I am well centered in my everyday reality. I know what I’m facing when I put my prosthetic legs on before I get out of bed each morning. And there are some days when soreness of my residual limbs or fatigue greets me, even before the prostheses go on. But the knowledge of having another day, being able to get up and face whatever the day holds, trumps the feelings of soreness and fatigue. Recognizing how close I came to not having a life feeds my feelings of gratitude, and enables me to live without bitterness and resentment.

     When my husband, Michael, was diagnosed with cancer—less than two years after my recovery and rehab—I honestly believed that he would live. Even though the oncologist was not optimistic about Michel’s chances, I felt that I had paid the karmic dues for my family. I was convinced that nothing bad would ever touch my family again. I was certain that Michael would have a positive outcome.  But as convinced as I was about his survival, the enormity of my dues paid was still not enough.

     After Michael died, I wrote a letter to everyone who had supported my family during the last stages of his life and subsequent death. It was undoubtedly the most devastating time of my life, and I was tremendously grateful for the support from family and friends. In my letter, I expressed my gratitude for their love, their presence in my life, and in the lives of my children.  I asked my mom to read my letter before I sent it out, wanting her feedback.  After reading it she gazed at me, almost in disbelief.

      “After all you’ve lost,” she began, her voice quivering with emotion, “how can you remain so positive?” 

     I shrugged my shoulders, and said “I guess I view it like this Mom. If I only looked at what I’ve lost, I’d never be able to see what I have.” 

     I’ll admit it.  I am one of “those (annoying) people” who wakes up every morning, grateful for another day. I figure that not only am I lucky to be alive to face my day, but I am lucky to have the choice of how I live each day.  If I chose to live surrounded by my losses, how could the light of hope ever come into my being—my soul? I readily choose that antidote to resentment and despair. I choose to see what I have, and feel darned grateful for it.

     Gratitude is a necessary tool in the Survivor’s tool kit. If you aren’t recognizing at least one thing every day, no matter how big or small, to be grateful for, then you’re not allowing the light of gratitude to brighten up your day. Believe me darkness is pervasive and can be devastating. But allowing even the tiniest ray of light into your life can lessen and often times eliminate the feelings of desperation and despair, especially if that “ray” comes in the form of gratitude.

     So if you find yourself feeling like your life is not a great place to be right now, try to find something in which you feel truly grateful.   When you begin to realize all that you have to be grateful for, the better your life will become.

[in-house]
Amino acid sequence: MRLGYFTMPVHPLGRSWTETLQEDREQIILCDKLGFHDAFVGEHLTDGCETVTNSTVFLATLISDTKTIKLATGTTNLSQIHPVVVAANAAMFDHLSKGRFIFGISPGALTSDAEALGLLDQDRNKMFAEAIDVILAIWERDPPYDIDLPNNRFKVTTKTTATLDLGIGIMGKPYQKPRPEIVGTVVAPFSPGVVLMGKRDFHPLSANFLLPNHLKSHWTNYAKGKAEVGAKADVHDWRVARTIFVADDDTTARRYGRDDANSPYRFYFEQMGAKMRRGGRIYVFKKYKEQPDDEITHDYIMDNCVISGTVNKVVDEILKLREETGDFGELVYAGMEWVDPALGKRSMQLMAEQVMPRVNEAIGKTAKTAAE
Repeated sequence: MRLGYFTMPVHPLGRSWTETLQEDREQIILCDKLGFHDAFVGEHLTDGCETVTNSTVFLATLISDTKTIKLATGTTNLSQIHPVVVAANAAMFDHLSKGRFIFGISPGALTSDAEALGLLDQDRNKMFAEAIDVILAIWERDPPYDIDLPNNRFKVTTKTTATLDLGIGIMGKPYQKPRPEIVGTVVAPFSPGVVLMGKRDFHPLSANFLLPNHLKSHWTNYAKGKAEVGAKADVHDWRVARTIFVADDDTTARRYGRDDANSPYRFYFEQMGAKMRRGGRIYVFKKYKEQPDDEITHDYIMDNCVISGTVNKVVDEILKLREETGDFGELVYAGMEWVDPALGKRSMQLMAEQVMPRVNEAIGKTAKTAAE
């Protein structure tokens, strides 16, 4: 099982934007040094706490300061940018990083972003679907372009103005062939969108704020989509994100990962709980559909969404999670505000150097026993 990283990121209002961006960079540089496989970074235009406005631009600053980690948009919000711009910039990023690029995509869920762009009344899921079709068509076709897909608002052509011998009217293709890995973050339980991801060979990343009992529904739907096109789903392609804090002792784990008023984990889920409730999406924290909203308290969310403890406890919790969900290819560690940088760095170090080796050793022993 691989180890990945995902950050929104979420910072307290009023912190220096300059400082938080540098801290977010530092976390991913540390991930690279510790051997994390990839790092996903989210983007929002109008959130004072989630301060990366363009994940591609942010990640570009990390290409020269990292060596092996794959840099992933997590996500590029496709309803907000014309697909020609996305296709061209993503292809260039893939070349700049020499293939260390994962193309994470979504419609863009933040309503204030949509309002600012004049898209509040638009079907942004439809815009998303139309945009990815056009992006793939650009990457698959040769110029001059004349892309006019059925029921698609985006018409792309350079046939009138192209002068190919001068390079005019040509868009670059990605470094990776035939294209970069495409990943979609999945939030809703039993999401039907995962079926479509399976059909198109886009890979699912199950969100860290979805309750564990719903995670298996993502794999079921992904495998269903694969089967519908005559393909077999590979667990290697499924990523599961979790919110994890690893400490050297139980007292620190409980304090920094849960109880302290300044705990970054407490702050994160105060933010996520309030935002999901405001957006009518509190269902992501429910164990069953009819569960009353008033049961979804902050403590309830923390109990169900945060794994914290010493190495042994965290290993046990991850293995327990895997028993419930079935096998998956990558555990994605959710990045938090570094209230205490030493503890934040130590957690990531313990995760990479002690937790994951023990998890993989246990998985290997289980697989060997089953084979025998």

Tuesday, October 4, 2011

Flying without Wings

      Faith is as simple or complex as you want to make it. It can simply be the belief that you will be here on this planet tomorrow, or it can be a complex belief system involving religion, philosophy, or a mixture of both.  Faith is confidence or trust in a person or thing without having cold hard facts to support that confidence or trust.  Regardless of how you define “Faith”, it is necessary to have it, no matter what you’re facing. I have found that faith keeps my feet moving—one in front of the other, always forward, no matter what lies ahead.

     I have often felt that the fear of the unknown is the most powerful form of fear. We have all heard the old adage, “better the devil you know than the one you don’t.”  In other words, don’t move from the situation you’re in because you don’t know what may lay ahead, and it could be worse than what you have going on now. There is certainly comfort in the familiar, but there’s also complacency, boredom, and often times anxiety. 

     Fear can keep you paralyzed even in the worst of situations, but faith, the belief that things could be better can be your antidote.  It allows you the freedom to move, one foot in front of the other. It allows you to accept that no “devil” regardless of your familiarity, is worth knowing. 

      After being in the hospital for three plus months, the time had come for this baby bird to fly.  I had recovered, been put back together, and had no illness left to cure. I was ready to begin the new chapter of my life. “Getting out and getting on with it” became my battle cry. But as eager as I was to get into physical rehab, I was scared to death to leave the safety and familiarity of the hospital. I knew all of my nurses, and therapists. I knew what to expect every day and every evening. I even began to look forward to certain “menu” items provided by the hospital cafeteria. Being in the hospital long enough to know that Wednesday was “Lasagna day” was a pretty sad reality. Nonetheless, I still found security in my knowledge of what my everyday looked like.

      I began to express my fears about leaving the hospital to one of my nurses one evening. The words cascaded out of my quivering mouth. Everything, every fear that I was feeling did not go unannounced. After listening for several minutes…or more, he said that he had something that might help allay my fears. He would go to his car and get it for me during his break.

     He returned to my room a few hours later, and handed me a paper.  I began to read:
When we get to the edge of all the light we have,
 and take that step into the darkness of the unknown,
we must believe that one of two things will happen…
there will be something solid for us to stand on,
or we will be taught how to fly.    Anonymous